Minister Kanatbek Sadykov


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Significant Progress in Upgrading Education System

Kanatbek Sadykov, Minister of Education and Science, discusses recent advances in Kyrgyzstan’s education sector.

Kanatbek Sadykov, Minister of Education and Science

European Times: How has education in Kyrgyzstan changed since independence?

Kanatbek Sadykov: There have been a number of significant changes, and education has long been a top priority of the Kyrgyz government. In 2011, President Atambayev, who was then Prime Minister, began some ambitious education reforms, including raising teachers’ salaries to attract more people to the teaching profession. The current lack of teachers in the country at this moment is 1,307, while three years ago this deficit was still at 3,500 teachers. We have also seen a major increase in the number of young children going to school. In addition, in the first part of 2012 we achieved our goal of providing new desks, computers and new teaching methods to around 100 schools, and we continue to bring these improvements to more schools.

“Our main priority is to further upgrade our curricula.”

European Times: What are your priorities for the education sector over the coming decade?

Kanatbek Sadykov: Our main priority is to further upgrade our curricula. We also want to improve teachers’ methods and implement new standards of teaching. In the higher-education field, we want to develop more partnerships with European and other international universities, for example through the Erasmus programme. We already have Kyrgyz-German and Kyrgyz-European faculties in some of our universities, and we would like to expand this to other institutions. We are also striving for full implementation of the Bologna Process and we want to ensure that Kyrgyz diplomas are recognised internationally. We do not want to copy the European system, but we would like to use experiences and best practices from European education in order to develop our own system of accreditation compatible with the European one. Another priority is to improve our professional and vocational education, which we are doing in partnership with representatives from the business sector.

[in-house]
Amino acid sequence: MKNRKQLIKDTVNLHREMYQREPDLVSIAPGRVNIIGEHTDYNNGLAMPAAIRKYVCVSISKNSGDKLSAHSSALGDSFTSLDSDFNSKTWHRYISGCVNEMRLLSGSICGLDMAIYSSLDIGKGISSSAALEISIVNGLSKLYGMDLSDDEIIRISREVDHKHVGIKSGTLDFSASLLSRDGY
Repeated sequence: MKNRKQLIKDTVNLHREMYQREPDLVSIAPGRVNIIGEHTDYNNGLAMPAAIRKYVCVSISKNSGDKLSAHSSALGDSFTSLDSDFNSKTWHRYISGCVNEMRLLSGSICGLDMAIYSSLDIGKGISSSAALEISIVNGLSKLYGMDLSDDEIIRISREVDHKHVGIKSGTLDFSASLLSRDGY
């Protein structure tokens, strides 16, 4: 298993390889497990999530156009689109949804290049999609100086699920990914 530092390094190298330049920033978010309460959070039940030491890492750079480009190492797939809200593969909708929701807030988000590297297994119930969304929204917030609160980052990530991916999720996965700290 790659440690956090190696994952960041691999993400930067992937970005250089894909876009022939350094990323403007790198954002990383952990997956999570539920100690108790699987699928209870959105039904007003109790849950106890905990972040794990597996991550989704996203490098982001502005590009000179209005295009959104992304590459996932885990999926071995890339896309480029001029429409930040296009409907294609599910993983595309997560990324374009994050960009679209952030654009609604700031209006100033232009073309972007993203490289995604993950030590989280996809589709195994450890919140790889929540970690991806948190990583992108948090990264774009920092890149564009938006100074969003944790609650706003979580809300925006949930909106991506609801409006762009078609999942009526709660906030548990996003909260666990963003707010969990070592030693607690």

European Times: What are some of the international partnerships the Ministry of Education has already established?

Kanatbek Sadykov: Kyrgyzstan has education partnerships with more than 60 countries, and Kyrgyz citizens have the opportunity to study in higher-education institutions abroad. In addition, around 15,000 foreign students from many different countries are currently enrolled in Kyrgyz universities. Kyrgyzstan participates in the Commonwealth of Independent States, the Shanghai Cooperation Organisation and the Eurasian Economic Community, all of which are very active in the field of education. Kyrgyzstan’s education sector has made impressive progress in our 20 years of independence and we will continue to move forward.

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